Isaac – A Marriage Made in Heaven


by John C. Westervelt


     Abraham’s senior servant Eliezer was in charge of all of Abraham’s possessions.  Abraham called this trusted friend into his tent and said, “I want you to go to my homeland in Mesopotamia and find a wife for Isaac, for he must not marry a Canaanite.  Furthermore, Isaac is not to go with you.”

     Eliezer took ten camels loaded with gifts and went to Mesopotamia, to the city of Nahor near Haran where Abraham lived before moving to Canaan.  At the end of the five hundred mile journey, Eliezer made the camels kneel down by the spring just outside the city.  The evening sky, which was a mix of blue, red, and orange, highlighted the women coming out from the city to fill water jugs at the spring.

     Eliezer prayed, “O Lord, God of Abraham, may the woman who offers water to me and my camels be the one whom You have chosen as a wife for Isaac.”

     As Eliezer finished praying, Rebekah came by with a jar on her shoulder.  Her dark hair bounced in loose curls, framing a warm smile and sparkling, brown eyes.  She went to the spring and filled her jug.  As she returned, Eliezer asked, “May I have a drink?”

     Rebekah lowered the heavy jug and answered, “Yes, and let me draw water for your camels.”

     After the camels had drunk their fill, Eliezer asked, “Whose daughter are you?”

     Rebekah explained, “My brother Laban and I are the children of Bethuel.  Bethuel is the son of Nahor and his wife Milcah.”

     When Eliezer heard the name Nahor, he stood there for a moment with head bowed, worshiping Jehovah, “Thank you, Lord God of my master Abraham, for leading me to my master’s relatives.”

     Eliezer knew that Nahor was Abraham’s brother, so he placed a ring and two gold bracelets on Rebekah.  Then he asked if he could stay at her family’s home.  She said, “We have plenty of room.  I’ll go tell my mother’s household about your request.”

     Rebekah’s brother Laban soon appeared to take Eliezer, his men, and his camels home with him.  After shared hospitalities, Eliezer told how the Lord had led him to Rebekah and asked that she go with him to Canaan to become the wife of Abraham’s son Isaac.  Bethuel and Laban, seeing that the proposed marriage was of the Lord, agreed that Rebekah could go.  The next morning Laban said, “Her mother would like to have her daughter with her for ten more days.”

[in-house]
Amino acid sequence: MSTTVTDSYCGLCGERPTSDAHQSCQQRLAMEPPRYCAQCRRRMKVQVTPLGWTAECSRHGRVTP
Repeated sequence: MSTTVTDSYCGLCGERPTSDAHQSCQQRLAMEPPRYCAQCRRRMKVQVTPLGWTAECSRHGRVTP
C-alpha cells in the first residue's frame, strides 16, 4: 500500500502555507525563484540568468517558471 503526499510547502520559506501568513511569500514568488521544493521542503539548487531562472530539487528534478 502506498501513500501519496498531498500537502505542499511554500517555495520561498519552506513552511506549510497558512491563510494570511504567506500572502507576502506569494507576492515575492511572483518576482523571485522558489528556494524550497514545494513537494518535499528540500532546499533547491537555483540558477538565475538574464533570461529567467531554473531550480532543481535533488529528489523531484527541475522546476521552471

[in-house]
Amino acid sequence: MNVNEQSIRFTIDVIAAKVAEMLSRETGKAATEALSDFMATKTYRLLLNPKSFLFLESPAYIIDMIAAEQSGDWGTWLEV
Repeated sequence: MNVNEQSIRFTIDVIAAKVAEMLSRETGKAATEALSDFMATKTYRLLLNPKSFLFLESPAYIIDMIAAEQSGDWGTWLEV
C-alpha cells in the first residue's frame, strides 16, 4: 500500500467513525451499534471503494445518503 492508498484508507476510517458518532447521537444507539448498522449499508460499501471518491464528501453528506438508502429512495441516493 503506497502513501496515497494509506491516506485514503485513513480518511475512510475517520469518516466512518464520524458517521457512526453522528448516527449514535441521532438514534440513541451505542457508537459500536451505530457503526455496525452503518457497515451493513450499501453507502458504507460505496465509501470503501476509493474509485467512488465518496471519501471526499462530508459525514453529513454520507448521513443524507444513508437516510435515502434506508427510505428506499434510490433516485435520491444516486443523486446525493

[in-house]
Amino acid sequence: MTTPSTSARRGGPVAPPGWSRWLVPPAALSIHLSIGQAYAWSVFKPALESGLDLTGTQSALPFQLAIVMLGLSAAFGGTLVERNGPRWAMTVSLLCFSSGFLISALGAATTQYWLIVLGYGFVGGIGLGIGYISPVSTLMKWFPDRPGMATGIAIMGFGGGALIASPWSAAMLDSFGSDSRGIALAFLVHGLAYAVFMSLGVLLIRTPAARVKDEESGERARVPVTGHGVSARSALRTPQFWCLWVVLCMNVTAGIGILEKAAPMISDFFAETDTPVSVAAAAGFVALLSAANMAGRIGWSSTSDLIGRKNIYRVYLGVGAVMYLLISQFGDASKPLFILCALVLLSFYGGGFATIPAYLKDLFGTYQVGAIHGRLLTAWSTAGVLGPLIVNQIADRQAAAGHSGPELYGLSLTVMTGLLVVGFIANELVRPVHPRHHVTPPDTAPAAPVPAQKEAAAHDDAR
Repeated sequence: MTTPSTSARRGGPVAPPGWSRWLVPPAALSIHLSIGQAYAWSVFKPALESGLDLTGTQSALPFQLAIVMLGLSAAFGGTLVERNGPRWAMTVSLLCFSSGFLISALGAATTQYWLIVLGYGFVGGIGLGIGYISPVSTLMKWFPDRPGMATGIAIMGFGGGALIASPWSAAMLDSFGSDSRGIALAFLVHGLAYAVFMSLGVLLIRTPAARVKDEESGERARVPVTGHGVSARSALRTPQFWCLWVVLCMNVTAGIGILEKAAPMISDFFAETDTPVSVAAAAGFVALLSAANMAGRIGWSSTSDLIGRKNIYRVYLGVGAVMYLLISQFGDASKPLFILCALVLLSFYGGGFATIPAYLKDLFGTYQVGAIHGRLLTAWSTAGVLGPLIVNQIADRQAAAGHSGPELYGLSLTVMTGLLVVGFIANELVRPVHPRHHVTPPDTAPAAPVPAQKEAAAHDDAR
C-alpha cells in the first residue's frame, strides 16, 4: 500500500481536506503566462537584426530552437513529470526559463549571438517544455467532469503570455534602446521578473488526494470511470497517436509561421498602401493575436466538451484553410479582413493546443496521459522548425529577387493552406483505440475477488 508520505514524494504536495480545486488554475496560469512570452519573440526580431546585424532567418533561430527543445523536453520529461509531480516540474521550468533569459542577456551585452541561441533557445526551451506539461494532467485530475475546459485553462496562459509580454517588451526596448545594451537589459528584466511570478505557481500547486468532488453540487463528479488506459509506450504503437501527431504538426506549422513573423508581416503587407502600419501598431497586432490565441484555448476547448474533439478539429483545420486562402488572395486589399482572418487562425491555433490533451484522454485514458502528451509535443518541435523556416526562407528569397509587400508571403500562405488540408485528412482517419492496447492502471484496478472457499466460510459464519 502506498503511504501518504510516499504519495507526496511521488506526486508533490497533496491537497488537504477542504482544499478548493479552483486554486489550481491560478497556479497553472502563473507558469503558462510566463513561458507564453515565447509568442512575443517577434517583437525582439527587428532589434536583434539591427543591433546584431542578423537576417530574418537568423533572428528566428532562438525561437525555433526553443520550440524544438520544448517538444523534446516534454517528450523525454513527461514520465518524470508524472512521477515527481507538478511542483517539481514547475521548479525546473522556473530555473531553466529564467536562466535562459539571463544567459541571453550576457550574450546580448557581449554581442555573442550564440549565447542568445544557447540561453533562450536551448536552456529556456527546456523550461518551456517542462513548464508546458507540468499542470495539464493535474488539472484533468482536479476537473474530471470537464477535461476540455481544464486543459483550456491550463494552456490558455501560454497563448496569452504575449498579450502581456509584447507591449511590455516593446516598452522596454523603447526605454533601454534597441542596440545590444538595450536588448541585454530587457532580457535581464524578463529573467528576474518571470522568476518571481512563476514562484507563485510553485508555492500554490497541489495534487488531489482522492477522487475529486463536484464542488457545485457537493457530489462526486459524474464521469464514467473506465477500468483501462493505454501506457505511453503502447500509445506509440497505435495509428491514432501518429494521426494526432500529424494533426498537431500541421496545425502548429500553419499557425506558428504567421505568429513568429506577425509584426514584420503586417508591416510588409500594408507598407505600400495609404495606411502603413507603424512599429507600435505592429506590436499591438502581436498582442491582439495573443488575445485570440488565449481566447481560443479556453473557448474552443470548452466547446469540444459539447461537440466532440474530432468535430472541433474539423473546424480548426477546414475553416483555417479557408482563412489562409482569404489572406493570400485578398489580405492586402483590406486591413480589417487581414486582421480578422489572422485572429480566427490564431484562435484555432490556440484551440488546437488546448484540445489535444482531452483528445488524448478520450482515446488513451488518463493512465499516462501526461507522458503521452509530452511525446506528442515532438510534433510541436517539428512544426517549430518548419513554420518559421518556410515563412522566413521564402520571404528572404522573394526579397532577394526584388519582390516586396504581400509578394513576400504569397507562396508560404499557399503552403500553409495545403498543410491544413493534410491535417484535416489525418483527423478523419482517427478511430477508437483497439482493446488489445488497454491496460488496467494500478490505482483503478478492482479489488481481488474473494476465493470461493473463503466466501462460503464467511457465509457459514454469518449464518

When Eliezer explained that he could not delay, Laban said he would have his mother talk to her daughter.  Rebekah told her mother that she was ready to go, so the family all agreed.  Rebekah and her maids said goodbye, found places on the camels, and rode south on the road to Canaan with Eliezer.

     When the caravan arrived in southern Canaan, they came upon a lone man in a field walking toward them.  With a nod from Eliezer, Rebekah dismounted, drew her veil about her face, and walked briskly to close the distance more quickly to the one she would come to love.  The marriage, consummated on earth, was made in heaven.

     Isaac was forty on his wedding day.  Twenty years had passed, and Isaac was still praying on behalf of Rebekah because she was barren.  His latest prayer was answered with the birth of Esau followed by his twin brother Jacob.  As they grew, Esau, a hunter, became a favorite of his father, and Jacob, a peaceful man, was more loved by his mother.

     One day an impulsive Esau came in from the field feeling famished.  Overwhelmed by the aroma of the red lentil stew that Jacob was cooking, Esau traded his birthright to Jacob for a bowl of stew.

     When Isaac was old, almost blind, and near death, he called Esau into his tent and said, “Take your bow and arrows, hunt some game, and prepare me a meal so that my soul may bless you before I die.”

     Rebekah was listening while Isaac was speaking to Esau. She concocted a devious scheme for Jacob to be blessed in Esau’s place.  She sent Jacob to the flock to get two choice kids, which she used to prepare a savory dish for Isaac.  After dressing Jacob in Esau’s clothes, she put the skins of the two young goats on his hands and neck, for Esau was a hairy man, and Jacob had smooth skin.

     Jacob went to his father saying, “I am Esau your first-born.  Eat the meat I have prepared for you.”  Just as Jacob had anticipated, his father felt him and was fooled by the kidskin, thinking he was Esau.  Isaac therefore blessed Jacob, making Jacob the family patriarch after himself to carry on the lineage of Abraham.  In a thousand years this family line would reach David, and in another thousand years would extend to the parents of Jesus.  At the spring and in a swindled blessing, God’s design for Jesus’ ancestry was demonstrated long before Jesus was born.


Genesis 21-27


Copyright 2001 by John C. Westervelt


Return to Table of Contents